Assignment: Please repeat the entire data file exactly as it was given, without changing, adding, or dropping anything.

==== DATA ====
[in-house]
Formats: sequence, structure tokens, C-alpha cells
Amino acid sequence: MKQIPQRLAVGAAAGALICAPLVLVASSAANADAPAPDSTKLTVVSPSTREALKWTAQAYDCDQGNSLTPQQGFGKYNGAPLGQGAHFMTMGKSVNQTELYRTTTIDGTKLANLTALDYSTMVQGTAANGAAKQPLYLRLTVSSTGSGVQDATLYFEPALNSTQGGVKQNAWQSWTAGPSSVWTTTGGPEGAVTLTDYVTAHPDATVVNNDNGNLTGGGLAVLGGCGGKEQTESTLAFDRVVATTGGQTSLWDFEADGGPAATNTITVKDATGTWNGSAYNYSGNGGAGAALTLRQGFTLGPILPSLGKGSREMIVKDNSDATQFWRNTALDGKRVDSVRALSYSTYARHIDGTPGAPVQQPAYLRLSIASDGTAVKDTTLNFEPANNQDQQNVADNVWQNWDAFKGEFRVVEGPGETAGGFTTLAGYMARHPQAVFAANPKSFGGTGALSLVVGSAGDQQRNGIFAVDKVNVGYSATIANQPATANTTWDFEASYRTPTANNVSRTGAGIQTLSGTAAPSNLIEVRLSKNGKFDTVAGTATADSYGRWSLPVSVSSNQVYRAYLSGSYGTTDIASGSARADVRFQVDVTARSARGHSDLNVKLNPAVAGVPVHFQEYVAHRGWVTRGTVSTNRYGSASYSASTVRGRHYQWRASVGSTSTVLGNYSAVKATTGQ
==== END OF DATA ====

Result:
[in-house]
Formats: sequence, structure tokens, C-alpha cells
Amino acid sequence: MKQIPQRLAVGAAAGALICAPLVLVASSAANADAPAPDSTKLTVVSPSTREALKWTAQAYDCDQGNSLTPQQGFGKYNGAPLGQGAHFMTMGKSVNQTELYRTTTIDGTKLANLTALDYSTMVQGTAANGAAKQPLYLRLTVSSTGSGVQDATLYFEPALNSTQGGVKQNAWQSWTAGPSSVWTTTGGPEGAVTLTDYVTAHPDATVVNNDNGNLTGGGLAVLGGCGGKEQTESTLAFDRVVATTGGQTSLWDFEADGGPAATNTITVKDATGTWNGSAYNYSGNGGAGAALTLRQGFTLGPILPSLGKGSREMIVKDNSDATQFWRNTALDGKRVDSVRALSYSTYARHIDGTPGAPVQQPAYLRLSIASDGTAVKDTTLNFEPANNQDQQNVADNVWQNWDAFKGEFRVVEGPGETAGGFTTLAGYMARHPQAVFAANPKSFGGTGALSLVVGSAGDQQRNGIFAVDKVNVGYSATIANQPATANTTWDFEASYRTPTANNVSRTGAGIQTLSGTAAPSNLIEVRLSKNGKFDTVAGTATADSYGRWSLPVSVSSNQVYRAYLSGSYGTTDIASGSARADVRFQVDVTARSARGHSDLNVKLNPAVAGVPVHFQEYVAHRGWVTRGTVSTNRYGSASYSASTVRGRHYQWRASVGSTSTVLGNYSAVKATTGQ